I am a divorce coach and see “gray divorce” daily, a growing trend of couples over 50 who are splitting, leaving many women homemakers blindsided.

“It is buyer beware, since a significant number of marriages fail,” said Dori-Ellen Feltman, a family law attorney in Westport, Conn. “Some women can enjoy a comfortable, even luxurious, lifestyle as a traditional wife and when you’re in your thirties you don’t even think about the economic imbalance or the possibility of divorce. When things are good, it’s great—but you need to plan for what happens when it isn’t.”

Women can protect themselves by having a prenup agreement before marriage or a postnup negotiated afterwards when she decides to stay home, even requiring that she receive compensation for homemaker duties. These legal documents specify the financial settlement in the event of a split.

Feltman said she sees two factors that have influenced awards for spousal support in divorce.

“In the old days, if you were over 50 as a woman, you’d get lifetime alimony. But now, more fathers are getting 50-50 custody, especially since many have more flexibility working from home after the pandemic,” said Feltman.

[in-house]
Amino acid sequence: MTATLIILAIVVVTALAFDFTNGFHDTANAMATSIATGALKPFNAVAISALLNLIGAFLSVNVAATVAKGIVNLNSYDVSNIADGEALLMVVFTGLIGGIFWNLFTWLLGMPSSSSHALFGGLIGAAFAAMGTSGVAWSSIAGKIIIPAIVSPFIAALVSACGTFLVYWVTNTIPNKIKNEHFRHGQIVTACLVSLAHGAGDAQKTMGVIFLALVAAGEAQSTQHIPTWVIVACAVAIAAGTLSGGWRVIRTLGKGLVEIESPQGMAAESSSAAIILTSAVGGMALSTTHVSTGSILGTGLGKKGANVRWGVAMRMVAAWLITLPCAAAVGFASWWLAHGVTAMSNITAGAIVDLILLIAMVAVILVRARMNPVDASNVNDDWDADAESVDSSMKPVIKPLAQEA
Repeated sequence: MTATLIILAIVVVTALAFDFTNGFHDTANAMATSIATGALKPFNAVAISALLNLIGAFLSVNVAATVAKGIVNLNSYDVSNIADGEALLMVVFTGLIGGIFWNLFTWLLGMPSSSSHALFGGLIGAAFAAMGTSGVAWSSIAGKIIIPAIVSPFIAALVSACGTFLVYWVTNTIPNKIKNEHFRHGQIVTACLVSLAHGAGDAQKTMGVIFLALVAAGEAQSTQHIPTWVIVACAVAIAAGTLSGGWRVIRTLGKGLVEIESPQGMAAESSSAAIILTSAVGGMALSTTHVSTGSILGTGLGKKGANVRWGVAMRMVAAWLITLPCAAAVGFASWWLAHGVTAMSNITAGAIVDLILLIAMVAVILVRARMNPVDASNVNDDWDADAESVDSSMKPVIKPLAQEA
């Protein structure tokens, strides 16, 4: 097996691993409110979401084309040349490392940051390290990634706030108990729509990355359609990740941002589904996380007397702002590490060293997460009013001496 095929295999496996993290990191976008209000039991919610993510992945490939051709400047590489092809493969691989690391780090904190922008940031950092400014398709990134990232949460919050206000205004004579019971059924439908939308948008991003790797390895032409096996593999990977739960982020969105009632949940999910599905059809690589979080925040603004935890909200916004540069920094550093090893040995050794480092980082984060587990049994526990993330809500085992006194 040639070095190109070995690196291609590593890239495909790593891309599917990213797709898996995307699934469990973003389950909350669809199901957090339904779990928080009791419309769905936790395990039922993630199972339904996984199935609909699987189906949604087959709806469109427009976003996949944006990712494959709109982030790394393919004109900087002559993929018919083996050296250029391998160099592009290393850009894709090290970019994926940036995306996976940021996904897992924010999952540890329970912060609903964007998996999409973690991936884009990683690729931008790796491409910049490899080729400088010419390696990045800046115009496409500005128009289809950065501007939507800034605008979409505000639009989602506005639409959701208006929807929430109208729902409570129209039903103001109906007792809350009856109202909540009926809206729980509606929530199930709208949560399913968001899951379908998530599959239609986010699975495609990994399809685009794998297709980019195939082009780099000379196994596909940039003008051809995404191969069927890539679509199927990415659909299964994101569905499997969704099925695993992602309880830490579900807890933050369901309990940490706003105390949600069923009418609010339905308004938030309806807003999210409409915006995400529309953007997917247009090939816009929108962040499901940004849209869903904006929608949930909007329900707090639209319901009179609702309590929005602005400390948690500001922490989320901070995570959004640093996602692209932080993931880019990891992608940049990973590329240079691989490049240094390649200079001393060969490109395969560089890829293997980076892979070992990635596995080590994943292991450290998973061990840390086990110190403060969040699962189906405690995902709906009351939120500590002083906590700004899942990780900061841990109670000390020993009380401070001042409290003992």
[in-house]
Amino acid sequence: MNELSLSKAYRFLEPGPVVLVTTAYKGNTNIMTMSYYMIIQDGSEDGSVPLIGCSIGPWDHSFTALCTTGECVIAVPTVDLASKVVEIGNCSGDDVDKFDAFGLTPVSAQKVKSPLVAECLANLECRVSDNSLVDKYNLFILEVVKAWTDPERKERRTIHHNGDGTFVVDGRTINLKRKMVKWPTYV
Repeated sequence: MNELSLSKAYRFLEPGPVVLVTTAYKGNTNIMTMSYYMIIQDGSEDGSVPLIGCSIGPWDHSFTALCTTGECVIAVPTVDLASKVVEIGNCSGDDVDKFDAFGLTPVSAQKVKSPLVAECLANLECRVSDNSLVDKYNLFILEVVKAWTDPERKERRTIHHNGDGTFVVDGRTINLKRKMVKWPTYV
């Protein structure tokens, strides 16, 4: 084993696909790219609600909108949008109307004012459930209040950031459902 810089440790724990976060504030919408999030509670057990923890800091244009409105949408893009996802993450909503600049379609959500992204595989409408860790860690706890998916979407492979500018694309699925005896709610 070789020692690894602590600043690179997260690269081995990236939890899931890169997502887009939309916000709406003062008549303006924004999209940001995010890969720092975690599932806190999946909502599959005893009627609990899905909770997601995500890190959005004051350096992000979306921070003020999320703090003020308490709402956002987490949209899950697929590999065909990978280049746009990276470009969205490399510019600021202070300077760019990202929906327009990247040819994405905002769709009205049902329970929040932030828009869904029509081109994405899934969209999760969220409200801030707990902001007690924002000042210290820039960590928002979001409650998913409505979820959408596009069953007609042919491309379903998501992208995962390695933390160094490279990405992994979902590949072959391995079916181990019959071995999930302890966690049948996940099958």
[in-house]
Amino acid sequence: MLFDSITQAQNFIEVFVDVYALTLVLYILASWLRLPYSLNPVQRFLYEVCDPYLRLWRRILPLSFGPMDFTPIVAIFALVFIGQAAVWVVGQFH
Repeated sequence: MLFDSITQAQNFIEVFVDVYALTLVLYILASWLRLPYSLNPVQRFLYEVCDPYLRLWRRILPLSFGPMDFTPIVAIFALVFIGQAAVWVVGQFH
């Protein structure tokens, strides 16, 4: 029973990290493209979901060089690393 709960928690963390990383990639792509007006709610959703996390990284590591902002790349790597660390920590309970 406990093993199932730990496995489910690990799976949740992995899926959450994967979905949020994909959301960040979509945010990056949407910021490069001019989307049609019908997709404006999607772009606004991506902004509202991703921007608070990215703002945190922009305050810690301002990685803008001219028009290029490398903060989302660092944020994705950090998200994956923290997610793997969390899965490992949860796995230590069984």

“Plus many female judges have juggled it all, a job and kids, and may not have as much empathy for women who have chosen not to work outside the home,” Feltman continued, “even when that choice was made jointly with their husband. I think more women are expected to get back into the workplace, especially if she has the education to do so.”

I wish I had gone to college and made a plan to be independent. When I got divorced, I had nothing—no career, no life skills and no credit.


In June 2023, Gov. Ron DeSantis (R-Fla.) signed a law ending permanent alimony in Florida. Many critics insist that elderly divorced women who have been homemakers need this spousal support to survive. The First Wives Advocacy Group formed on Facebook as “advocates for fairness and dignity in alimony awards,” and its purpose is to “demand our marital contributions be honored by the Florida Legislature and the courts.”

But nothing has changed. Though alimony ends when a divorcee remarries in most states, and can even terminate when they cohabitate, the Florida law encourages ex-spouses to monitor and track their former partners to find out about new relationships—a potential danger for women. Women’s rights advocates see this as yet another attack on women’s freedom, and a way to keep them “under control.”